I have a watch with no hands. Accompanying it are beautifully handwritten lyrics to the Jimmy Buffett song, Breathe In, Breathe Out, Move On:
I bought a cheap watch from the crazy man floating down Canal.
It doesn’t use numbers or moving hands. It always just says “now.”
Now you may be thinking that I was had, but this watch is never wrong.
And if I had trouble the warranty said: Breathe in, breathe out, move on…
I have a small plaque with suggestions that embody every letter in the alphabet. A: Abandon doubt. K: Kiss like you mean it. P: Pretend it’s prom night. S: Share your toys. W: Write love letters.
I have a red-handled shovel with a shiny black face; a large, bright green bow is still attached. Like the watch and plaque, it was a gift from Patti Jo Gossett. The blade will never touch soil. For five years, it’s hung in my home, attesting to certain unfortunate experiences she and I had in common—and to our less-than-honorable responses. Patti Jo’s hilarious confession gave me a deeper appreciation for the compact woman who has been my friend for more than 13 years; it also continues to make me laugh out loud.
Patti Jo made her first gift to RMHC in 1988. For the past 21 years, she’s made a donation every month. She’s been a volunteer since 1999—helping at events, answering phones, filing correspondence, writing letters to in-kind donors, and gracefully welcoming and comforting guests.
While Patti Jo’s contributions to RMHC have been considerable, they tell but the partial story of a woman who spent decades as a nurse, was vitally engaged in many organizations, and who couldn’t go anywhere in Portland without being recognized by at least half a dozen people. Which is why her death on Monday, August 27—one week after she suffered a brain bleed—has been a shock to many.
My first contact with Patti Jo occurred in April, 1999, when I called to thank her for one of those monthly gifts. We met shortly thereafter—and she became the “real person” to whom I addressed each new monthly thank you letter. Her file holds more than 170 such acknowledgments—including recognitions of additional contributions she made on special occasions (such as her wedding anniversary). This month’s version is still addressed to her.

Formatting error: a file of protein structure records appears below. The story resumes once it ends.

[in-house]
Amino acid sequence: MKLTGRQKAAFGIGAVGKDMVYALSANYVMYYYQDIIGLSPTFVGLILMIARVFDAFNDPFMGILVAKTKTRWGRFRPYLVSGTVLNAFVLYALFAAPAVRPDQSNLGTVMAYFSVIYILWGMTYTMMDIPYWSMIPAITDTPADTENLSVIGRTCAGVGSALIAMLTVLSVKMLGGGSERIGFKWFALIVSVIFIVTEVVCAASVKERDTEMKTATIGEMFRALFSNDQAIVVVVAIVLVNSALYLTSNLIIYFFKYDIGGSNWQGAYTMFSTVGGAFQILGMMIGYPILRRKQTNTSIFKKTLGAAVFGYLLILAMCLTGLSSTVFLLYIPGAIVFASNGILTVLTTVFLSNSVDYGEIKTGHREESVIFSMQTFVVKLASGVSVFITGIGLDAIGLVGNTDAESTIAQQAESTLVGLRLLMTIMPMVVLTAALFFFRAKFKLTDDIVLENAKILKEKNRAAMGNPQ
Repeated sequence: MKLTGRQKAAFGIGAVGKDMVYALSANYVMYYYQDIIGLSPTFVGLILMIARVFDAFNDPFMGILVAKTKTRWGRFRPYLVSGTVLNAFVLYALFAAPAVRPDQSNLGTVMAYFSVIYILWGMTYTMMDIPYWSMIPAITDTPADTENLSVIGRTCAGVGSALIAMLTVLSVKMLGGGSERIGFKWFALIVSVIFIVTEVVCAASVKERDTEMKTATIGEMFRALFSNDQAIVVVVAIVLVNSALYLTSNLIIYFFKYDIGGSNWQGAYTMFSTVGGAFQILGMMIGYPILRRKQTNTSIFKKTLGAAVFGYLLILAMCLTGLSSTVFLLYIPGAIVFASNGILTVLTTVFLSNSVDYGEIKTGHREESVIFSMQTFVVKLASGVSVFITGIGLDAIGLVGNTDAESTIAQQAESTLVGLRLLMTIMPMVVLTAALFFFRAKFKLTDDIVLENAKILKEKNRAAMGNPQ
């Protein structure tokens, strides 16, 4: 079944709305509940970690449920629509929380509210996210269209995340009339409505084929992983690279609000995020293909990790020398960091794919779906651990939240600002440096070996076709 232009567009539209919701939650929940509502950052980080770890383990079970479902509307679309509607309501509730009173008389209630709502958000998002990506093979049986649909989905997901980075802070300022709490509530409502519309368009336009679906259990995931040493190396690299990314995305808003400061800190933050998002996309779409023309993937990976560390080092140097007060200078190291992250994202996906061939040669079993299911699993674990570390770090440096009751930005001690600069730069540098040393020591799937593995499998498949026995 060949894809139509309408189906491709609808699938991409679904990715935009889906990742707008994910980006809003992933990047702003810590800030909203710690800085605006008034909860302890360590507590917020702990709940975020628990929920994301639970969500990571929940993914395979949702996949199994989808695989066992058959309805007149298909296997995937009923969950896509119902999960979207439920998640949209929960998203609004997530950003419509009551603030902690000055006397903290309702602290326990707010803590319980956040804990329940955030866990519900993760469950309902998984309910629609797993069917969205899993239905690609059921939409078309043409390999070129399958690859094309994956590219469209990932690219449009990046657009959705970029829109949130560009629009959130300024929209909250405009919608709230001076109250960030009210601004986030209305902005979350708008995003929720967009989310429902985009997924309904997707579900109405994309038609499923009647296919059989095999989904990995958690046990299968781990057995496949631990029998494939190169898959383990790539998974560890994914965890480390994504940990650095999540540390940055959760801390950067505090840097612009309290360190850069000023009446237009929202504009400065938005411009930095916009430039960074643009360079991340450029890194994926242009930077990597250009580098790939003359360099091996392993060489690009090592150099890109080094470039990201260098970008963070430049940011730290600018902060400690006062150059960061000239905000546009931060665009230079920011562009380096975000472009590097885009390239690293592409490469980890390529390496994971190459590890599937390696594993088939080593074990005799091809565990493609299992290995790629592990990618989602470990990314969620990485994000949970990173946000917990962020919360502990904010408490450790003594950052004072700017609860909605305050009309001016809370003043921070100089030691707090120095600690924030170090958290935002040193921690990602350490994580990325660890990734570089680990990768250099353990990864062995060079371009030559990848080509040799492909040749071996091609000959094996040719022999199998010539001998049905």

I could go on and on–without beginning to capture the impact of this inimitable woman. Every quality evident in her relationship with me would be repeated, reinforced, and extended by dozens if not hundreds of others for whom she has been equally prominent. And of the many treasures she presented us all, the most endearing by far was the ever-luminous gift of herself.
I continue to receive condolence notes from board members, volunteers, and past and current guests. This came from Lindsay Dance, an East House resident manager:
What a HUGE loss. She has been such an enormous part of our evening shifts and our time here. She reminded me so much of my grandmother. She came to my graduation. She would call in the evening to check on us or tell us about something that made her think of us. She would sometimes sit with us for an entire shift just talking and telling us stories from her wealth of history…
Patti Jo was truly one of a kind. Her tenderness and humor have had an enduring impact, and her unmistakable twinkle will never be diminished.
Despite the loss of a dear friend, I remain deeply grateful for the memorable times we’ve shared. And when her absence is especially painful, I’ll have the solace of my watch without hands—and the handwritten version of a song that inspired her:
According to my watch, the time is now. The past is dead and gone.
Don’t try to shake it, just nod your head. Breathe in, breathe out, move on.
Don’t try to explain it, just bow your head. Breathe in, breathe out, move on….
Tom Soma, Executive Director
PS. Patti Jo’s family invites you to participate in a celebration of her life on Sunday, September 16 at 2 pm in the Agnes Flanagan Chapel at Lewis & Clark College.